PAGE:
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A Different Kind of Resolution: Intention vs. Reaction

20120103-093014.jpgIt’s the third day into the year, and already a number of New Year’s Resolutions have bit the dust.

I have not been one to put a lot of weight into making resolutions as it seems like people think this is the only time of year that they can make changes to their lives, and I like to encourage everyone that we can make a new life for ourselves at every moment. That said, it is a great time to reflect on things and see how you want to move forward in this moment.

I was lucky enough over the New Year’s weekend to have taken a few workshops at Easton Mountain, namely in gratitude, attraction, and mindfulness. They overarching message to me in these leanings was one in intention. Too often in our busy world, we are doing things that we have trained ourselves to to without thinking. While that serves us well in some fields (like driving a car) it’s not as good when we are trying to have a conversation with someone or packing for a trip. I have personally experienced many a time when I had to clean up or take extra time when I did something unmindfully.

Another concept that I’ve picked up from my recent studies in Tantra is the concept of intentions vs. goals. I’ve spoken to the idea of goals here many times and I still think that there’s a great use for them, but also have discovered that sometimes it’s better to have an intention about something. To really mix metaphors, I also have realized from my study of GTD that there’s a difference between a project and an area of focus. A project is one where there’s a clear end point (e.g.: re-tile the bathtub) where an area of focus could be something you’re responsible for, but you can never really say is ever completed (e.g.: keeping a healthy body). A goal works for a project, but not as well for an area of focus.

Therefore, I don’t have a resolution (goal) for this year, but I do have intentions. If I were to have a goal, I’d succeed or fail. I want to be more present all the time towards an intention instead. For most of my life I’ve been very goal oriented (and will never be without goals!) but I’m realizing done areas of my life need me to be more mindful in each moment and striving toward something, and intentions seem to be a better fit for that.

My intentions for 2012 are to be more present in each moment and consider what is in my best interest. As you can tell from this, I can’t have this be a success or failure; it’s just a continual striving.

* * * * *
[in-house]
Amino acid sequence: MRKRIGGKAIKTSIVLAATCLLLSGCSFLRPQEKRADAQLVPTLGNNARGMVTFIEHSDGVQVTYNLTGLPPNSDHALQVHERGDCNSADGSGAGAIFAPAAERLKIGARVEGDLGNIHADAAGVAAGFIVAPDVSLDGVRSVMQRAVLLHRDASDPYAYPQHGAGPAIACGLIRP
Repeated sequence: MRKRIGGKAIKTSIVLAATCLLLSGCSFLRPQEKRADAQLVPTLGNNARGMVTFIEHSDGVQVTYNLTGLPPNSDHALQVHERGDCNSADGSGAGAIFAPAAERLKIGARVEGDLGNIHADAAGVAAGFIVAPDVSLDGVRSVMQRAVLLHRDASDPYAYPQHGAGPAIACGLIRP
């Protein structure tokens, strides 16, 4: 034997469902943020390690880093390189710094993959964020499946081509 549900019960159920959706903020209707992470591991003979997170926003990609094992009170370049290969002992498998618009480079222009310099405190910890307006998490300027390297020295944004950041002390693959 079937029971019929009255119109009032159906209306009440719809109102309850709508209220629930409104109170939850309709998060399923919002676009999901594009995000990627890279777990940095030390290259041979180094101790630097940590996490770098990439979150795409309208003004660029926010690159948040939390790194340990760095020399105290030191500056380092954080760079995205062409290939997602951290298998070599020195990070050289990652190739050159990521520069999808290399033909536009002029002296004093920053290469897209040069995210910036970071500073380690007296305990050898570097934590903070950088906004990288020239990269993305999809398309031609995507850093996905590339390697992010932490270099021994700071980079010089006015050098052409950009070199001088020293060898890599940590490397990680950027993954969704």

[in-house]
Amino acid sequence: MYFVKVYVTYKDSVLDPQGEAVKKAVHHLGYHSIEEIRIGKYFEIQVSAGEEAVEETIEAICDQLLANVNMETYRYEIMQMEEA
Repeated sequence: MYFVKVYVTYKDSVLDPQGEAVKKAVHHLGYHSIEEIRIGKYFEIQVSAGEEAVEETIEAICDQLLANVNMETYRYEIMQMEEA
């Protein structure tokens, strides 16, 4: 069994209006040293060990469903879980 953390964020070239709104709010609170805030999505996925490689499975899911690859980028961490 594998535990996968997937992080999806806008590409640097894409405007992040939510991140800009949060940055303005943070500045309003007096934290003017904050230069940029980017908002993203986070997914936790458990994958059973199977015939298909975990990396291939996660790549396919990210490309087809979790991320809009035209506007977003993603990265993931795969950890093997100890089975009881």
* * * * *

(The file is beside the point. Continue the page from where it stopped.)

So, what are your intentions for 2012?

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  1. Jessica Chance

    You read my mind Ken! Last year it occurred to me that the best “resolutions” were more like intentional changes I made, and they didn’t happen in January. It happened when they needed to happen.

  2. Jack Hyman

    Nicely said, Ken. So glad I was able to see this. I agree with you so much about the importance of intention and presence. It’s nice to hear your spin on it, too. Well done!
    Jack Hyman
    ps GREAT spending time with you at EM!!!

  3. Ken Mattsson

    Yes, Jack, I’ve been really trying to watch where I’m reacting in my life, and seeing how I can think more clearly in the moment instead of letting things happen to me without my intent. It’s all a practice!

  4. John Rivest

    I’ve never really thought about the difference between a goal and an intention but as I sit here digesting the ideas in your post above it seems to me that in many cases the action one takes to fulfill an intention is far more valuable than reaching a goal. For example, I may never have the body of a world class gymnast (a goal) but I am going to go to the gym 3 times a week (my intention). Thanks, Ken. I am going to sit with your ideas for a while.

  5. Ken Mattsson

    Exactly John. If we only thought about the goal, we might not do a lot of great things. Think about the people who need to lose hundreds of pounds. They probably couldn’t keep it going if they were only goal oriented.

    You’ve given me some things to think about. Thanks! I’ve always hoped for my musings to be the start of dialogues. That’s why I post a question at the end of every one!

    Blessing on this day!

  6. Tommy Faricy

    I love that term “area of focus”. It brings clarity for me about what I want for it. I almost see goal, intention, and “are of focus” as three different things. Thanks my dear Ken. I will be adding that to my lexicon.

  7. Ken Mattsson


    “Area of focus” is one of the terms used in Getting Things Done (GTD). David Allen uses the metaphor of live beeing “on the runway” for actions you can take, Projects are 10K feet, Areas of Focus (responsibilities) are 20K, going up to 50K for the purpose on the planet. Feel free to see the other posts I’ve had on here with the GTD tag at

    So glad that you got something out of this! Hope I can visit Portland someday!

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